When director David Cromer got the script to The Sound Inside from Adam Rapp, he knew he had to take on the project. “When you read something great, and can’t put it down, and visualize it immediately, you have to do it, because that almost never happens,” Cromer said on opening night at Studio 54.
The two-hander play, which opened on Broadway October 17, follows Yale creative writing professor Bella and one of her students, Christopher, whose literary prowess is unmatched by any of his classmates. When Bella discovers she has cancer, she develops an intense relationship with Christopher in a story that delves into loneliness and passion for one’s work. Tony winner Mary-Louise Parker (Proof) plays Bella, while Christopher is played by Will Hochman, making his Broadway debut, .
For Parker, playing Bella taps into her career as a writer. While known for her work on stage and TV shows like Weeds, the star has also long been a writer, publishing a memoir in 2015. She enjoyed developing a character organically whose passions are similar but manifests differently. “She has a precision and her passion is emphatic, which is different from me—I’m more drifting,” she says.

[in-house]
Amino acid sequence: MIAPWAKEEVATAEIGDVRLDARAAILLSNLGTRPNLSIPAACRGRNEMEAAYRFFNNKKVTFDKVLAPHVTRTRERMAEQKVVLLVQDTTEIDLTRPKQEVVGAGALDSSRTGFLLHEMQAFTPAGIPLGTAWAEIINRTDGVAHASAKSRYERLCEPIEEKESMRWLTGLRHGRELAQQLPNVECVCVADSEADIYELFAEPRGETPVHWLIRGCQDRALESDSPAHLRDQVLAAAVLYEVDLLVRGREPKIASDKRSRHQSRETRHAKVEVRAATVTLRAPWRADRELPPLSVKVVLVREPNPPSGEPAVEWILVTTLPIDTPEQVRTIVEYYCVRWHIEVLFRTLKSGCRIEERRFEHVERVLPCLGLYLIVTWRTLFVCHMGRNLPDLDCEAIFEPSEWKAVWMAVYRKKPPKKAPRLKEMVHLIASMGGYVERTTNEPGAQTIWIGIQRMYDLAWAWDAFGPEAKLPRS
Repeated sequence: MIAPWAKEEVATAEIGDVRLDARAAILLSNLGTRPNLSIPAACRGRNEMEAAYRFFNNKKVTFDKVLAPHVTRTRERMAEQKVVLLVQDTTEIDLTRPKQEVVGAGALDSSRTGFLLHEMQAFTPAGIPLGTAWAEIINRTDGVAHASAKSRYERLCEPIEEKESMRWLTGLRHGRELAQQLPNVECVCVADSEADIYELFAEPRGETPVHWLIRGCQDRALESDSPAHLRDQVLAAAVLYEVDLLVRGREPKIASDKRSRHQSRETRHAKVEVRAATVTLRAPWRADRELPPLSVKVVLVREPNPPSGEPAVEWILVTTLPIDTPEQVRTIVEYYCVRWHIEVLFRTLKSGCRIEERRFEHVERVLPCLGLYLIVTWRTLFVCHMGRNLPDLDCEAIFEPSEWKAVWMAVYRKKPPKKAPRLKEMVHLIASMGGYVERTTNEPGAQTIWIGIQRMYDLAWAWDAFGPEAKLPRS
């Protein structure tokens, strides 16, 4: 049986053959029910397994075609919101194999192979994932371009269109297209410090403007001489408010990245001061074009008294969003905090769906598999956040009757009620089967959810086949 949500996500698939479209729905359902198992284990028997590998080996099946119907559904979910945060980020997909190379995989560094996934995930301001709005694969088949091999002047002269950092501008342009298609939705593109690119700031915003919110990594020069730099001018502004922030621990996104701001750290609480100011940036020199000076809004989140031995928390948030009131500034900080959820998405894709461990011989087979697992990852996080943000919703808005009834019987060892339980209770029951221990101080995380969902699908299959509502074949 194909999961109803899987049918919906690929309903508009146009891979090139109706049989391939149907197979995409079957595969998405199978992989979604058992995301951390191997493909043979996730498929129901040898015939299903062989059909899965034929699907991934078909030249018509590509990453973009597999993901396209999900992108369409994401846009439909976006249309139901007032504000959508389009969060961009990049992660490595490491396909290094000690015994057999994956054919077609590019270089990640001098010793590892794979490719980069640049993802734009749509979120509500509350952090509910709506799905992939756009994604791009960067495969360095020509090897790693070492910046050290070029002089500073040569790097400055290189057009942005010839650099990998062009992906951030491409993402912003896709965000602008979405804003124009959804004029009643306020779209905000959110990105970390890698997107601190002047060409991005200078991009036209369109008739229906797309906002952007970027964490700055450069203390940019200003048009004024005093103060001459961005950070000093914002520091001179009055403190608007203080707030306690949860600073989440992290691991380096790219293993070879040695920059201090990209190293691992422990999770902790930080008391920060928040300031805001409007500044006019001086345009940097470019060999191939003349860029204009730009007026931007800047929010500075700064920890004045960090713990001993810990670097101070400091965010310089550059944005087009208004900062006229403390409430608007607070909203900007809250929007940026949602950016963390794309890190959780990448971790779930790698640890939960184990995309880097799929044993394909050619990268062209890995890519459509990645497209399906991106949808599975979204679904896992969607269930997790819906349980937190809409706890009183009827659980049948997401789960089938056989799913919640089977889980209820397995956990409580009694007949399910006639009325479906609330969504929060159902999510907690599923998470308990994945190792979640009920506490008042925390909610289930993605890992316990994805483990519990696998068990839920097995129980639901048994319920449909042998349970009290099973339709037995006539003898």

As for her chemistry with Hochman on stage, the pair spent so much time together that their rapport developed quickly. Director Cromer picked up on it, too. “My favorite part is that I didn’t have to negotiate anything. They were thick as thieves right away.” The helmer also noticed that having such an established performer as Parker and someone green like Hochman created an interesting dynamic ,where the latter was open to all feedback and the former imparted wisdom that even Cromer didn’t have to offer.
The play itself is singular in its structure, too. For a majority of the play, Bella is recounting her story to the audience. That decision was made by playwright Rapp to activate and theatricalize a writer's experience. “A lot of novelists never meet their audience. It's rare when you sit across the subway from someone and they're reading your book. There's a lot of writing into the dark”
Hochman says he most relates to Christopher because he wants to be excellent in the world. Throughout the play, Christopher constantly strives to be better in his writing. Sometimes he’s open and growing; other times, he’s a petulant child, just like any freshman creative writing student can be.
Being able to tap into that character was in Rapp’s script. “All I have to do is stand on the surfboard and the wave carries me to shore,” says Hochman. “I wasn’t like Christopher growing up. I knew a lot of people who were, so it’s a mix of finding things from my own experience and drawing from things I’ve seen firsthand.”
As for the audience for this play? “Anyone,” says Cromer. “It respects the intellect and doesn’t talk down to the audience. It is about things that we don’t always talk about, but should.”